Loretta Heffernan

Loretta Heffernan

Organisation: Diocese of Maitland Newcastle

Role description/s: Family Ministry Coordinator Myall Deanery

Year first trained in Seasons for Growth: 2010

Trained as a Seasons for Growth Companion in the Young People's Program and the Adult Program

Why did you decide to train in SfG?  I first knew of the program when my child was going to school nearly 20 years ago. I saw firsthand how Seasons assisted with educational strategies to cope with change, grief and loss. When the opportunity arose through working with Benita Tait at the Diocese of Maitland Newcastle I readily accepted.

How many groups have you companioned?  I have companioned children, young people and adults since being trained, I can’t recall the exact number of groups I have companioned.

Are there any highlights of companioning that you would like to share?   The feedback from children, young people, teachers and adults of how the Seasons program has helped them to gain a better understanding and coping strategies of change, grief and loss in their lives.  The relief many express when they realise/learn their grief reactions are normal.  

Have you any special stories about Seasons for Growth groups or program participants you would like to share?  A young person who had become isolated from family and friends since the death of a parent. When the group began the session on memories the young person was able to share the story of grief, loss and change in a safe and caring space. The feelings and emotions expressed were intense. During this time peer support was evident, the others in the group genuinely listened, cared for and valued the young person.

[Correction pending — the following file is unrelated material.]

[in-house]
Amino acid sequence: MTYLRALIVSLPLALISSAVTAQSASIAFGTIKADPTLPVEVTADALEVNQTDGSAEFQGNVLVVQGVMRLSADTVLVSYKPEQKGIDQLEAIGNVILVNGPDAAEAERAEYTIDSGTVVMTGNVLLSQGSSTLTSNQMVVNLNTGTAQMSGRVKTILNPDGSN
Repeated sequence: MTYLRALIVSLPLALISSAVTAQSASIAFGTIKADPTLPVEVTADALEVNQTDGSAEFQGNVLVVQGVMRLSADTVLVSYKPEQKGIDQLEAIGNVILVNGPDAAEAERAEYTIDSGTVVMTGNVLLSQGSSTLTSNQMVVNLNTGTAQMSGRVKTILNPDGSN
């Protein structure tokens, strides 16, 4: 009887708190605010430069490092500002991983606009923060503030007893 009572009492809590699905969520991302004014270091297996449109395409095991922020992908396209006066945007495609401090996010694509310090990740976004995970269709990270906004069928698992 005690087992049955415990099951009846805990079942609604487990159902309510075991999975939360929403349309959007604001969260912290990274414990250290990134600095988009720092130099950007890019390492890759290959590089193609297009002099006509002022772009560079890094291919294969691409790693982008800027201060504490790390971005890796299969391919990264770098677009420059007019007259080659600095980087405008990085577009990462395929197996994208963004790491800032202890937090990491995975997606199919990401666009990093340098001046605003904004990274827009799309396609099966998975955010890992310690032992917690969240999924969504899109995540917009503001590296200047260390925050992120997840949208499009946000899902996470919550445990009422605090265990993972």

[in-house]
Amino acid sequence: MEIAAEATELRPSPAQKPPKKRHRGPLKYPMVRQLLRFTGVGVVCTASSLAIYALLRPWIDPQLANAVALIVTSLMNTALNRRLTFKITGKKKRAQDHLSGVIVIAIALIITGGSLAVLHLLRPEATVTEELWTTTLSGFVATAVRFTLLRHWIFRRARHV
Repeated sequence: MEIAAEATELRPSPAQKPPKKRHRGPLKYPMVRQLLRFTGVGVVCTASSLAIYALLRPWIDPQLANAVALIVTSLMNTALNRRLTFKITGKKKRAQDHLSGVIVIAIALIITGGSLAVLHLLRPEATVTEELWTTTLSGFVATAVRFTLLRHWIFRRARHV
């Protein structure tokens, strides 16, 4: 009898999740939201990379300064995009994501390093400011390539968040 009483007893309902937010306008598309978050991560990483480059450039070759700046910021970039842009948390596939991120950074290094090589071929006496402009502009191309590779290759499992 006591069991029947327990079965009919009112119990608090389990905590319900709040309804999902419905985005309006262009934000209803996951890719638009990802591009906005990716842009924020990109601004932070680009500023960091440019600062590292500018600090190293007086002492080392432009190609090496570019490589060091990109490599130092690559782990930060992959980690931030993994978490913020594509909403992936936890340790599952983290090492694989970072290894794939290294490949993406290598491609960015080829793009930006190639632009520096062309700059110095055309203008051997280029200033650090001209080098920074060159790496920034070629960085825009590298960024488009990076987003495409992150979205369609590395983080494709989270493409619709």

Do you have any advice for other Companions? Check the Companion portal for resources. Allocate enough time to prepare each session. Try to gather your seasonal resources and keep them in a “Seasons” box. Make sure activities are included in the sessions, they do assist with learning. Talk to those in your organisation about resourcing for the program and support people.  Debriefing and reflective practice also help. Trainers are available for guidance and support. Be mindful of your own life circumstances that might impact on the Companioning role. I try not to stop genuine conversation that is occurring in groups and adjust sessions accordingly.

What has been your biggest personal or professional learning from being involved with SfG?  Life is like the Seasons, grief, loss and change happen to everyone. Everyone has a story. What is helpful and unhelpful especially language. Being cared for, respected and valued leads to self-confidence, self-respect and self-esteem. Recognition is important in relationships.

Finally, what part of the program do you treasure or enjoy most and why?  I enjoy the Summer sessions especially when the children young people and adults reflect over the previous sessions and realise each of their stories are valuable and through their participation in the program have developed positive ways to move forward in life. The celebration is always special too.